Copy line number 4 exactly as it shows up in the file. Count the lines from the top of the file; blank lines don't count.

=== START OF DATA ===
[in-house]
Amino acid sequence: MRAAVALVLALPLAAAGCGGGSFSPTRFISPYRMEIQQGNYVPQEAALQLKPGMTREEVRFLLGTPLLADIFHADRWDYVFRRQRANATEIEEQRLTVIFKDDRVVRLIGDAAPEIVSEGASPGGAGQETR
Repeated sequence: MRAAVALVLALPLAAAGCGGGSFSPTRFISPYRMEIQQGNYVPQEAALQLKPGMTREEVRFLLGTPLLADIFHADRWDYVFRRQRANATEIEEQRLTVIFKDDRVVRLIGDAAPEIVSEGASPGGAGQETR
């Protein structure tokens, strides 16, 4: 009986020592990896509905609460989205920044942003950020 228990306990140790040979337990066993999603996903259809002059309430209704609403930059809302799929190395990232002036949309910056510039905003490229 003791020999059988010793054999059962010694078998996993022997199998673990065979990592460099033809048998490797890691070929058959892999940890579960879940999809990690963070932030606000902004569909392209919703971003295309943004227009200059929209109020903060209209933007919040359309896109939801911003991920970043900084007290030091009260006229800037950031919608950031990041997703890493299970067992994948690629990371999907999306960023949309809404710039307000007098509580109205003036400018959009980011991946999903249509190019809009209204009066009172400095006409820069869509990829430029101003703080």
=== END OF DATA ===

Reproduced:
């Protein structure tokens, strides 16, 4: 009986020592990896509905609460989205920044942003950020 228990306990140790040979337990066993999603996903259809002059309430209704609403930059809302799929190395990232002036949309910056510039905003490229 003791020999059988010793054999059962010694078998996993022997199998673990065979990592460099033809048998490797890691070929058959892999940890579960879940999809990690963070932030606000902004569909392209919703971003295309943004227009200059929209109020903060209209933007919040359309896109939801911003991920970043900084007290030091009260006229800037950031919608950031990041997703890493299970067992994948690629990371999907999306960023949309809404710039307000007098509580109205003036400018959009980011991946999903249509190019809009209204009066009172400095006409820069869509990829430029101003703080």